Windows Phone (especially after the 7.5 "mango" update) has received positive reviews -- some extremely positive. I have one of the Samsung Windows Phones and have been using it periodically for several weeks and can attest to some of the accolades. The browser for example is very fast. I also like the operation of email on the handset.
Some of the various reviews assert that the Microsoft OS has "caught up" to Android and iOS. And with the release of the first Nokisoft phones, the future looks much better for Microsoft's mobile efforts (and maybe for Nokia) than it did a year ago.
However, right now at least, the best prospects for Windows Phones are feature phone users upgrading to a smartphone. These are people who generally speaking haven't been living with and become "acculturated" to an iPhone or Android device -- although the iPod Touch and iPad expose non-smartphone users to iOS.
There's almost zero chance that an iPhone user is going to switch to a Windows Phone at this point. By the same token the chance that an existing Android user will switch is low, though not as low as with the iPhone. iPhone owners display greater loyalty than Android owners. By my logic, then, Windows Phones are most likely competing for attention from those individuals considering upgrading from a feature phone to an Android handset. (Although the iPhone 4 is now $99 with a contract.)
In addition, Windows Phones are probably not competing with the top-of-the-line Android handsets (e.g., Samsung Galaxy, HTC Rezound, Moto Razr). They'll be competing more at the entry level, although Nokia's Lumia handsets are not positioned as entry level devices. To win buyers, however, they'll need to be priced as though they were entry level smartphones.
Windows Phones must generate sales to show that the platform has traction in order to make their case to developers. Without developers and a sufficient supply of desirable apps, Windows Phone will remain a second-tier OS. For higher-end users, Microsoft also needs to "answer" Siri with some compelling voice capabilities in future updates.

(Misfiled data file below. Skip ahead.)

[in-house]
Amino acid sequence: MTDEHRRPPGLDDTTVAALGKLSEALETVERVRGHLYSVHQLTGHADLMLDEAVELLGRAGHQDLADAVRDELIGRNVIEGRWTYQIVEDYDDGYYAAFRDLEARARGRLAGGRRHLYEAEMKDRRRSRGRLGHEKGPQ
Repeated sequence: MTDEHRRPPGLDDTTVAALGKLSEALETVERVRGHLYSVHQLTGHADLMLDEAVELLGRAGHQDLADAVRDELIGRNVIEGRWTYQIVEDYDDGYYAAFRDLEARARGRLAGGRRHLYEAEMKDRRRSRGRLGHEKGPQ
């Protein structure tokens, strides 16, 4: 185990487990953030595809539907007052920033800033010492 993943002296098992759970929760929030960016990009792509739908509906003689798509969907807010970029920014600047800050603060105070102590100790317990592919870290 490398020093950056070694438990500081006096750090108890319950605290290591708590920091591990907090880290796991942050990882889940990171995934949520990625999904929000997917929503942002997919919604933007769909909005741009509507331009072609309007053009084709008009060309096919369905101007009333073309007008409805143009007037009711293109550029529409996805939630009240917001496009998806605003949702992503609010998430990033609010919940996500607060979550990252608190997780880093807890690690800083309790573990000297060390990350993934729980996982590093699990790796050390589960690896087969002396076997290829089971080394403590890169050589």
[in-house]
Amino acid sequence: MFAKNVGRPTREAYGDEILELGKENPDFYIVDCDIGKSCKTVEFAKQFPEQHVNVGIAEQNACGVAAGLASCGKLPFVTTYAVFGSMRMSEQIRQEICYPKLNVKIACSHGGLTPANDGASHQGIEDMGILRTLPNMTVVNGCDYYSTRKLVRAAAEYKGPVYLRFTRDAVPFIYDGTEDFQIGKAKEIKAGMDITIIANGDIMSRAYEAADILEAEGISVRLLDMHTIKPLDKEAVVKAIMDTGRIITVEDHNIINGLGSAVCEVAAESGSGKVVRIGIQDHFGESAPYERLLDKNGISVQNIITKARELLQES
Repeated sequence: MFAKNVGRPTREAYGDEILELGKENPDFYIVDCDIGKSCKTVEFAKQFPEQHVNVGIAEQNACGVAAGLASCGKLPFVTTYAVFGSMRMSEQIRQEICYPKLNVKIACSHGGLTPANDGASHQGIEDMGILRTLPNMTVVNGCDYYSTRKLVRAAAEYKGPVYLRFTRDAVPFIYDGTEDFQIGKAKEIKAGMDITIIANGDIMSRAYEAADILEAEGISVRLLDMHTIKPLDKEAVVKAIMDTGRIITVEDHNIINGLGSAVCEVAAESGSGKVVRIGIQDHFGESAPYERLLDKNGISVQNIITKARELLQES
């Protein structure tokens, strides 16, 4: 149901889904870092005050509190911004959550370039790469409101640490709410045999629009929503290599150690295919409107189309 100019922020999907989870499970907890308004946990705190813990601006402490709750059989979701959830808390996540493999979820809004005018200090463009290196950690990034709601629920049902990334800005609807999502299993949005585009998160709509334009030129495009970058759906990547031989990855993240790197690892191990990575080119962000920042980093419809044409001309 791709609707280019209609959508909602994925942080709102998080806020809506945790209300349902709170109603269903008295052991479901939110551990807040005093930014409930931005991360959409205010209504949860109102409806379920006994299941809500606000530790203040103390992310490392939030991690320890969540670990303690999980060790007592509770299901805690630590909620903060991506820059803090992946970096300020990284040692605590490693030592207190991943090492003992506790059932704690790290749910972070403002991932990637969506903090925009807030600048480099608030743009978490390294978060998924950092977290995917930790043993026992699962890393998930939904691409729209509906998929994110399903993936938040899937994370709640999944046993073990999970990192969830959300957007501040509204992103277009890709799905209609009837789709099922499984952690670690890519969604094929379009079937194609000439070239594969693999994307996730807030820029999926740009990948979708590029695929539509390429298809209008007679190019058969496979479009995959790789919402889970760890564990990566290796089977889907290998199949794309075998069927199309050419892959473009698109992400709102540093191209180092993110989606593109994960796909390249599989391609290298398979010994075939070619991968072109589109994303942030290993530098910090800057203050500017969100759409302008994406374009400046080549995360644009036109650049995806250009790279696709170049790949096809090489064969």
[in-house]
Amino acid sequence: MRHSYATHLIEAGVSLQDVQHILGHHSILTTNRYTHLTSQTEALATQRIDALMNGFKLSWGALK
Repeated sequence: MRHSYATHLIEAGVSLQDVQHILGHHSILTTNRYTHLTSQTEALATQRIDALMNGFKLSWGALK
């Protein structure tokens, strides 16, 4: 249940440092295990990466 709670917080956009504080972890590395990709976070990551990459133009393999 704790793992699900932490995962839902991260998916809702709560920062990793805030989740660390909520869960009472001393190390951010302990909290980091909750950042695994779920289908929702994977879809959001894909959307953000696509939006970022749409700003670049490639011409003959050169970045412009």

There's no word on precisely when the new Nokisoft handsets will be available in North America. They'll come first to Europe and then perhaps Asia and the developing world before the US market. This makes sense because Nokia's brand is much stronger in Europe and developing markets, where the company is known for cheap devices.
To compete in the US these Nokia handsets -- and Windows Phones in general -- must be priced at or below $150, and probably $99, with a two-year contract. That's chiefly because they don't have the apps ecosystem to compete with Android. Until they do this is a major deficiency and competitive disadvantage. That's why price is key. But Microsoft knows all this.
If I were a US-based marketing executive for Windows Phones I would secure carrier relationships that allowed pricing at $99 (with a contract). Then I would target smartphone upgraders (low-end Android buyers) and make the case that the Nokia-made devices are better.
I would also be very aggressive with developers. For example, I would pay them to port over their most popular apps to Windows, which appears to be what Microsoft is doing. And I would allow them to keep 100% of the proceeds of app sales for the first year on the platform -- maybe the first two years.
All of this positioning advice is just based on my instincts and market observations (rather than survey data). But Microsoft and Nokia need to "get it right" or potentially miss a window of opportunity. And without some initial success and perceived momentum, both developers and carriers will be less interested going forward.